I angled back down straight to the Weekapaug breach way and along the ocean shore to Susie's and my beach (and that of a few of the aforementioned girls) . The sun was sparkling on the waters. The beach was deserted but for a few fisherman down towards the rocks. I breathed it all in and stared at a spot in the sand that had triggered many years of bliss.

I turned away and picked up the course along the back roads of Weekapaug, east on Shore Road, back to Shelter Harbor and down Gounod again, through X Corner and finishing at Sea Tower. It took 2:37 to cover the 15.75 miles. I felt good and strong but not interested in running any more that day. I had to pack and head back to Florida.

I gave Dad a hug and we shared a few moments remembering Mom and how things will be different but, perhaps, in a good way in many respects. He'll be fine once he gets through these next few weeks.

I am now tapering for New York. Runner Susan: be ready.


Goodbye Mom

The sun finally set to darkness for lovely lovely lovely Mum.

Goodbye Mum.


A "wonderful" 20 miles

To enhance your appreciation for my 20-miler this morning you'll have to open this map in another browser.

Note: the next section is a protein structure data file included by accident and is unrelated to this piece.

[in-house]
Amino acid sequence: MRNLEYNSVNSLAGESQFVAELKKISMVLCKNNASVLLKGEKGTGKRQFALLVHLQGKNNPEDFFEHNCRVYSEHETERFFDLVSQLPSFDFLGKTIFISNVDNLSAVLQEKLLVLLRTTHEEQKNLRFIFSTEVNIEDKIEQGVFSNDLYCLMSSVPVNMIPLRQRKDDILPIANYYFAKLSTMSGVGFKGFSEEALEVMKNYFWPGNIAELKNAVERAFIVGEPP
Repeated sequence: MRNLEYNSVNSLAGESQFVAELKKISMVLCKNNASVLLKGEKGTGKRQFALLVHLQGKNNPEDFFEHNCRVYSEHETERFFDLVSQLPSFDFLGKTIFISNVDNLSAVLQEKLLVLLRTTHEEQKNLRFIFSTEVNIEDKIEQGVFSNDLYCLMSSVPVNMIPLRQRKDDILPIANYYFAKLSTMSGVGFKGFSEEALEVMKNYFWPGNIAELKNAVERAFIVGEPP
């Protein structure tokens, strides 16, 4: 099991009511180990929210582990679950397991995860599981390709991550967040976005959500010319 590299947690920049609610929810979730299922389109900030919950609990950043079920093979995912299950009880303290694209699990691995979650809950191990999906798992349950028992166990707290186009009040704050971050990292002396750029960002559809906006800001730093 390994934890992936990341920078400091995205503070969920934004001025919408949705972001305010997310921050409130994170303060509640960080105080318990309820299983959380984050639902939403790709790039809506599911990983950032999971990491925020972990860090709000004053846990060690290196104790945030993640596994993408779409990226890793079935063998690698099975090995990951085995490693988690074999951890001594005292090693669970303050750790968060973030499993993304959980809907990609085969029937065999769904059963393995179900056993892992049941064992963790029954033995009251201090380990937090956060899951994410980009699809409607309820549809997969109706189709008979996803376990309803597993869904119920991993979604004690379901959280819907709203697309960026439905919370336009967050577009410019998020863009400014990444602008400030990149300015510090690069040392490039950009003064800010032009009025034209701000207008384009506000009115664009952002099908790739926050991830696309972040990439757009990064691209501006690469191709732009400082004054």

I was ready to set out shortly after 8:30. I dawdled because the NYC Mararthon will not start until 10:10 a.m. Might as well simulate as much as possible.

All was quiet in the house but for the oxygen pump doing its work. I had all sorts of dressing options. It was 45 degrees, breezy and sunny. I chose a short sleeve shirt and no gloves or hat. It was very nice by my estimation.

The first mile was uphill out of the colony and I took it slow to warm up. This summer hamlet is very quiet in mid-October on a Sunday morning. I headed west on US1 to Dunn's Corner with a fair stream of traffic and a steadily improving pace. Nothing in my body was hurting at all today.

At Dunn's Corner I headed north towards Bradford. That took me "up-country" where there are farms and hills and fall colors. Manfredi Farm still had corn and lots of pumpkins. I trotted past mules, sheep, goats, horses, and roosters. The sheep and goats bid me a few bays of salute.

I passed an RV park with free golf on an immaculate par 3 9-hole course and up some hills to Bradford. At SR 91 I headed west on the Bradford-Westerly Road where there is no shoulder, few homes, a lot of hills, a swamp and Chapman Pond. Past the pond, the rail line appeared and a couple of Amtrak trains flew by. The steep hills of Westerly's Italian neighborhood presented themselves and I pushed up them with pace and comfort. Three pizzarias, then a Tim Horton's donut shop. I stopped and begged a glass of water. I was about eight miles in.

Past the train station I ran through downtown Westerly, a town past its prime and not reinventing itself very well. I ran by the store that, in the '60s, was where my mom took me to buy wide-wail corduroy jeans (by Lee). Today it's a consignment shop.